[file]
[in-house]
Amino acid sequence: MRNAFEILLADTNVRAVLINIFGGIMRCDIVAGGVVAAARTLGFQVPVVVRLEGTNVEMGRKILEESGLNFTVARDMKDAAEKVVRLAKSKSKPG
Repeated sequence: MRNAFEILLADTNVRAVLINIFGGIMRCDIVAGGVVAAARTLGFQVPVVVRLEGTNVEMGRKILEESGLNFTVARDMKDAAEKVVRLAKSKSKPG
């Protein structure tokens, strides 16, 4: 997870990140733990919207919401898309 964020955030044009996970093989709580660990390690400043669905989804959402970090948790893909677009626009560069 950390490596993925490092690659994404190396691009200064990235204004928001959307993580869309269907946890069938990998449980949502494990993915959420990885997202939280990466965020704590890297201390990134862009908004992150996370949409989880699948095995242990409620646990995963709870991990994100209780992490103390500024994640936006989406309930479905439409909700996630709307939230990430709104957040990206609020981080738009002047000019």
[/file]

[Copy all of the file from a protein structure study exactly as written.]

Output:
[in-house]
Amino acid sequence: MRNAFEILLADTNVRAVLINIFGGIMRCDIVAGGVVAAARTLGFQVPVVVRLEGTNVEMGRKILEESGLNFTVARDMKDAAEKVVRLAKSKSKPG
Repeated sequence: MRNAFEILLADTNVRAVLINIFGGIMRCDIVAGGVVAAARTLGFQVPVVVRLEGTNVEMGRKILEESGLNFTVARDMKDAAEKVVRLAKSKSKPG
């Protein structure tokens, strides 16, 4: 997870990140733990919207919401898309 964020955030044009996970093989709580660990390690400043669905989804959402970090948790893909677009626009560069 950390490596993925490092690659994404190396691009200064990235204004928001959307993580869309269907946890069938990998449980949502494990993915959420990885997202939280990466965020704590890297201390990134862009908004992150996370949409989880699948095995242990409620646990995963709870991990994100209780992490103390500024994640936006989406309930479905439409909700996630709307939230990430709104957040990206609020981080738009002047000019």